Thursday, January 15, 2015

The future of small farms

The president of the Agricultural Economics Society, Steve Wiggins, has written some interesting reflections on this enduring topic in their latest newsletter which I reproduce below.

'Small-scale family farms remain an enduring feature of agriculture across the world, and especially so in the developing world. Some 418 million farms in the developing world, 95%, have less than five hectares, according to broad estimates made by FAO from (inadequate) surveys and censuses. What's more, in most developing countries the average holding size still tends to fall with each decadal census.

Debates over the productivity of small farms and their likely evolution go back to the nineteenth century if not before. The end of the peasantry has been repeatedly announced, yet reality has proved otherwise. Concerns that smallholdings could not be efficient and would never allow sufficient increases in production to sustain development were voiced in the 1950s and early 1960s; but laid to rest when the green revolution showed what could be achieved on the small farms of Asia. Analyses confirmed that many smallholders ran efficient farms and responded to price incentives. Indeed, diseconomies of scale were apparent, since small farms could manage labour better than larger scale farms.

But like Malthusian pessimism, doubts about small farms periodically resurface. The latest bout began around the turn of the new century, inspired by observations of the new supply chains run by supermarkets and exporters springing up across the developing world. Small farmers would be at a definitive disadvantage in these chains, since they could not meet the exacting demands for standard, high quality production, to strict timetables, in large lots and preferably certified and traceable.

Contemporary Asia, where only a small fraction of farms exceed five hectares, provides some insights into changes and likely future trajectories. Even in rural areas well connected to cities, where supply chains are modernising for staples and not just high-value produce, family farms persist. These farms are, however, increasingly differentiated, as a minority specialise in farming and intensify their production; while most farms provide some income for rural households that increasingly rely on non-farm activities and remittances from migrants.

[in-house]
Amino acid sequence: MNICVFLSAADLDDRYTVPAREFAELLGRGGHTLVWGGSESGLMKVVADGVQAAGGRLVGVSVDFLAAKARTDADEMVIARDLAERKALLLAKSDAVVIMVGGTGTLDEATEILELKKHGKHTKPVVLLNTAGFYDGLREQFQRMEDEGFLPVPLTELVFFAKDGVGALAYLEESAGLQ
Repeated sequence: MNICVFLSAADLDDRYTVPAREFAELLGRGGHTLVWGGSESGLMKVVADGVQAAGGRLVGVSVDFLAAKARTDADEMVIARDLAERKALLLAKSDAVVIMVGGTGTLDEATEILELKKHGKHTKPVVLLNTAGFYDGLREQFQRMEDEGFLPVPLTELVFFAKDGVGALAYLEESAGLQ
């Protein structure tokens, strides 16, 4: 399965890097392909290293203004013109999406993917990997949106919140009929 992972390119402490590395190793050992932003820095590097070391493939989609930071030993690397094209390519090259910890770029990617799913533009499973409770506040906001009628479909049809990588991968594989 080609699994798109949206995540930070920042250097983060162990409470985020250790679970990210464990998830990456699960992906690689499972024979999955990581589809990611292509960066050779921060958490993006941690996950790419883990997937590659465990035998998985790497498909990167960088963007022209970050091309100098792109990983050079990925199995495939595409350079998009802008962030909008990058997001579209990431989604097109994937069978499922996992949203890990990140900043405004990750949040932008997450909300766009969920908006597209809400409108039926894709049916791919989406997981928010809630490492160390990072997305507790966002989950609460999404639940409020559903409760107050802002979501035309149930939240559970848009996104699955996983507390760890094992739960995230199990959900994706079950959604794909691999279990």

This throws up two challenges. One, land markets need the flexibility to permit some concentration of holdings in larger operating units, while rural households that want to retain ownership, but lack the means or inclination to cultivate, can do so. At issue are small-scale transfers, perhaps temporary arrangements, with rentals, share-crops and loans predominating over outright sale. Tenure policy needs to facilitate these exchanges.

Two, if small farms are to prosper they need to find ways to overcome the failures that typically apply in markets for inputs and credit. That can be done, of course by the state, but the costs can be (ruinously) high. The alternative is to look to private and collective institutional innovations - contracting, farmer associations, local agencies and franchises for inputs and finance, etc. - to overcome current market shortcomings. A plethora of such initiatives can be seen, even if most operate at limited scale. The challenge then is to learn from these, to find working models - not pilots - that can be replicated or adapted to wider circumstances.

Get these two things right and we can hope to see a gentle transition as most smallholders gradually leave farming on their own terms, while allowing specialising smallholders to expand their holdings.'

One might add that many family farms in countries like the US and the UK have become successful large-scale enterprises but that was dependent on a number of factors including: (i) a facilitating legal framework on inheritance; (ii) good infrastructure to get products cheaply and quickly to markets; (iii) mechanisms to learn about and adopt technological innovations; (iv) ready availability of credit at realistic rates; (v) some government financial support for modernisation. No doubt one could add to this list.

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Tuesday, January 13, 2015

Review of the CAP in 2014

Agra Europe have provided a useful review of developments in farm policy in 2014 and a look forward to 2015: Year in review

They claim that it was an 'eventful' year and although decision-makers were certainly busy, it would be difficult to claim that there was fundamental change, although some unanticipated changes such as events in Russia which have added to the problems of the dairy sector.

Wednesday, November 12, 2014

Will flexibility underline common policy approach?

Will the amount of flexibility allowed in the latest CAP reform package undermine the common policy approach and create an uneven playing field in the European Union in terms of competitiveness? This is the question posed in an informative House of Commons Library briefing paper: Flexibility